Plans rarely work out a hundred percent as expected. Time and again, there is usually the need to make instant adjustments or changes in the plan due to unforeseen circumstances. Knowing exactly what to change to achieve the expected outcome is where the value of planning comes into play.
A plan can simply be seen as a sequence of assumptions about future expected activities and event. This is why plans rarely come off without a hindrance.
We can’t know the future hundred percent; we can only assume. In the process of executing the plan, it’s either there is a change in the environment which affects the market forces or the activities performed were insufficient or defective which always presents the need to make changes on the fly.
Here’s what Dwight D. Eisenhower said about plans “In preparing for battle, I have always found that plans are useless, but planning is indispensable.”
Mike Tyson putting it in another way, says, “Everyone has a plan until I punch them in the nose.”
Field Marshal Helmuth Karl Bernhard, puts it this way, “No plan survives contact with the enemy.”
Making a plan more detailed does not increase the chances that the plan itself is viable, workable, practicable and valid, nor does it give us any greater degree of control. It doesn’t’.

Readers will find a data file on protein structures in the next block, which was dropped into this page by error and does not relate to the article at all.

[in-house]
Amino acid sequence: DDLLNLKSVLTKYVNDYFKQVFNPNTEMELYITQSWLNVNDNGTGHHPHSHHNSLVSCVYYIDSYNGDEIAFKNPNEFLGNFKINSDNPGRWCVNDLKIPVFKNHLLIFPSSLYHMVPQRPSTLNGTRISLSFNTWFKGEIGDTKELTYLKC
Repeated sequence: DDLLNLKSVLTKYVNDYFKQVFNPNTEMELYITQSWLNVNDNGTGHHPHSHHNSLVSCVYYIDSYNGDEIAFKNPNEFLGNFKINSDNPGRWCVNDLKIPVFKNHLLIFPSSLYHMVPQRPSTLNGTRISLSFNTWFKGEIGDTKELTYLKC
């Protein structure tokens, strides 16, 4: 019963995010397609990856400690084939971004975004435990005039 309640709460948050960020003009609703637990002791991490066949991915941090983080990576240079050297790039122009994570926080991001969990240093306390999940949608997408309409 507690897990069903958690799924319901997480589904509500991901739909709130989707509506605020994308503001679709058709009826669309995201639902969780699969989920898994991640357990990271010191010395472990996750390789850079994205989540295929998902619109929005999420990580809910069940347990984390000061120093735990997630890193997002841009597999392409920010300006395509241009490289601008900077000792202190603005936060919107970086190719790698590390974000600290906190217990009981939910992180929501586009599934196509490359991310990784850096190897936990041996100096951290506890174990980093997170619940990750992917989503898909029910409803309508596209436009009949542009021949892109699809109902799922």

Then, why do you need to have a plan first before implementation or execution?
Answer: The value is not in the plan. The value is in the planning. More essentially, your ability to instantly adjust, to achieve the desired outcome is greatly improved when you have a plan, and as well as know the different plugs in the plan.
Knowing how all the pieces in the plan are interconnected and which levers drive specific results is the key to knowing what to adjust when things get off course or delayed.
Therefore, the value of planning is knowing the pieces that hold the plan together and the function of each, which is gotten from the process of planning.
It is not good enough to have a plan, but knowing the in and out of a plan to make decisions on the fly.
ACKNOWLEDGEMENT: [Excerpts] The Road Less Stupid by Keith Cunningham.